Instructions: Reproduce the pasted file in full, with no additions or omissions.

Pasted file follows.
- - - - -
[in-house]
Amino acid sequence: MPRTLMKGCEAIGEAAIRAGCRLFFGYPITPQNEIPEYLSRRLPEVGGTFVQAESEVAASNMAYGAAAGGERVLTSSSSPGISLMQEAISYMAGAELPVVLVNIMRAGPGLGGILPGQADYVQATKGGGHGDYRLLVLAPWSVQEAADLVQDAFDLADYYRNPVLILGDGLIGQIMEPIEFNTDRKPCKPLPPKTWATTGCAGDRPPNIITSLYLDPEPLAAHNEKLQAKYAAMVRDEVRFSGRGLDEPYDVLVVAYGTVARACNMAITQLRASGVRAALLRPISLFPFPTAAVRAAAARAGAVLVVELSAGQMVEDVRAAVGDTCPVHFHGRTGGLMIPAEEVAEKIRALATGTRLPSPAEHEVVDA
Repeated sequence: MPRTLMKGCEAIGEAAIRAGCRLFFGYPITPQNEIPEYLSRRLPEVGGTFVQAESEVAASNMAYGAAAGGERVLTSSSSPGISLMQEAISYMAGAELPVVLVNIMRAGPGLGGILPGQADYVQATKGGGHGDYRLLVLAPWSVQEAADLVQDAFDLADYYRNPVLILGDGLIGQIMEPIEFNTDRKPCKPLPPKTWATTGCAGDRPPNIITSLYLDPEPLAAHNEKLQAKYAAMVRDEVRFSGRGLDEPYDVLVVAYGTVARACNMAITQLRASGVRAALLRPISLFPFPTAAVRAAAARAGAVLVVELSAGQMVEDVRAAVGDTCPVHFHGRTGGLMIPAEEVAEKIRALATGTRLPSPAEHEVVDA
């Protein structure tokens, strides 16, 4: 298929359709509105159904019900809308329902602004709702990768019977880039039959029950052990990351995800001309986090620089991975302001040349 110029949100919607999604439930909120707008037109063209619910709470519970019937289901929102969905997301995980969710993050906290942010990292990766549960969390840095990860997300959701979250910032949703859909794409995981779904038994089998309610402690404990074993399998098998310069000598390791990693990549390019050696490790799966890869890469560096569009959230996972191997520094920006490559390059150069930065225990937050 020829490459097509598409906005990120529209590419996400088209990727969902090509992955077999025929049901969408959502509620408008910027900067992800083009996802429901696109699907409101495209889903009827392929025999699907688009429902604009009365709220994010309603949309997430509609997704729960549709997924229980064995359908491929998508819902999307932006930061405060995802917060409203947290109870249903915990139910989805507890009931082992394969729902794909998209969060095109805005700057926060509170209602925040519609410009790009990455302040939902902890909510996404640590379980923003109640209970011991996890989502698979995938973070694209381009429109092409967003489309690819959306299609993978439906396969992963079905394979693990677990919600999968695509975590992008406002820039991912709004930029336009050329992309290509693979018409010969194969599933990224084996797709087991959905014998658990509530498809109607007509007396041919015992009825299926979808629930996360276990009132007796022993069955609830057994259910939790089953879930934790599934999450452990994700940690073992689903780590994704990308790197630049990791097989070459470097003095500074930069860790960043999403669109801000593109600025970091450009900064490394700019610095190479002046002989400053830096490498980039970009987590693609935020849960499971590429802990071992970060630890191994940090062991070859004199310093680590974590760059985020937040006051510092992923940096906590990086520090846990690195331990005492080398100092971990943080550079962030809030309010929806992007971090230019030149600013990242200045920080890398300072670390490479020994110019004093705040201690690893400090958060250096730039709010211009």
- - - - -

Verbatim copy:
[in-house]
Amino acid sequence: MPRTLMKGCEAIGEAAIRAGCRLFFGYPITPQNEIPEYLSRRLPEVGGTFVQAESEVAASNMAYGAAAGGERVLTSSSSPGISLMQEAISYMAGAELPVVLVNIMRAGPGLGGILPGQADYVQATKGGGHGDYRLLVLAPWSVQEAADLVQDAFDLADYYRNPVLILGDGLIGQIMEPIEFNTDRKPCKPLPPKTWATTGCAGDRPPNIITSLYLDPEPLAAHNEKLQAKYAAMVRDEVRFSGRGLDEPYDVLVVAYGTVARACNMAITQLRASGVRAALLRPISLFPFPTAAVRAAAARAGAVLVVELSAGQMVEDVRAAVGDTCPVHFHGRTGGLMIPAEEVAEKIRALATGTRLPSPAEHEVVDA
Repeated sequence: MPRTLMKGCEAIGEAAIRAGCRLFFGYPITPQNEIPEYLSRRLPEVGGTFVQAESEVAASNMAYGAAAGGERVLTSSSSPGISLMQEAISYMAGAELPVVLVNIMRAGPGLGGILPGQADYVQATKGGGHGDYRLLVLAPWSVQEAADLVQDAFDLADYYRNPVLILGDGLIGQIMEPIEFNTDRKPCKPLPPKTWATTGCAGDRPPNIITSLYLDPEPLAAHNEKLQAKYAAMVRDEVRFSGRGLDEPYDVLVVAYGTVARACNMAITQLRASGVRAALLRPISLFPFPTAAVRAAAARAGAVLVVELSAGQMVEDVRAAVGDTCPVHFHGRTGGLMIPAEEVAEKIRALATGTRLPSPAEHEVVDA
């Protein structure tokens, strides 16, 4: 298929359709509105159904019900809308329902602004709702990768019977880039039959029950052990990351995800001309986090620089991975302001040349 110029949100919607999604439930909120707008037109063209619910709470519970019937289901929102969905997301995980969710993050906290942010990292990766549960969390840095990860997300959701979250910032949703859909794409995981779904038994089998309610402690404990074993399998098998310069000598390791990693990549390019050696490790799966890869890469560096569009959230996972191997520094920006490559390059150069930065225990937050 020829490459097509598409906005990120529209590419996400088209990727969902090509992955077999025929049901969408959502509620408008910027900067992800083009996802429901696109699907409101495209889903009827392929025999699907688009429902604009009365709220994010309603949309997430509609997704729960549709997924229980064995359908491929998508819902999307932006930061405060995802917060409203947290109870249903915990139910989805507890009931082992394969729902794909998209969060095109805005700057926060509170209602925040519609410009790009990455302040939902902890909510996404640590379980923003109640209970011991996890989502698979995938973070694209381009429109092409967003489309690819959306299609993978439906396969992963079905394979693990677990919600999968695509975590992008406002820039991912709004930029336009050329992309290509693979018409010969194969599933990224084996797709087991959905014998658990509530498809109607007509007396041919015992009825299926979808629930996360276990009132007796022993069955609830057994259910939790089953879930934790599934999450452990994700940690073992689903780590994704990308790197630049990791097989070459470097003095500074930069860790960043999403669109801000593109600025970091450009900064490394700019610095190479002046002989400053830096490498980039970009987590693609935020849960499971590429802990071992970060630890191994940090062991070859004199310093680590974590760059985020937040006051510092992923940096906590990086520090846990690195331990005492080398100092971990943080550079962030809030309010929806992007971090230019030149600013990242200045920080890398300072670390490479020994110019004093705040201690690893400090958060250096730039709010211009």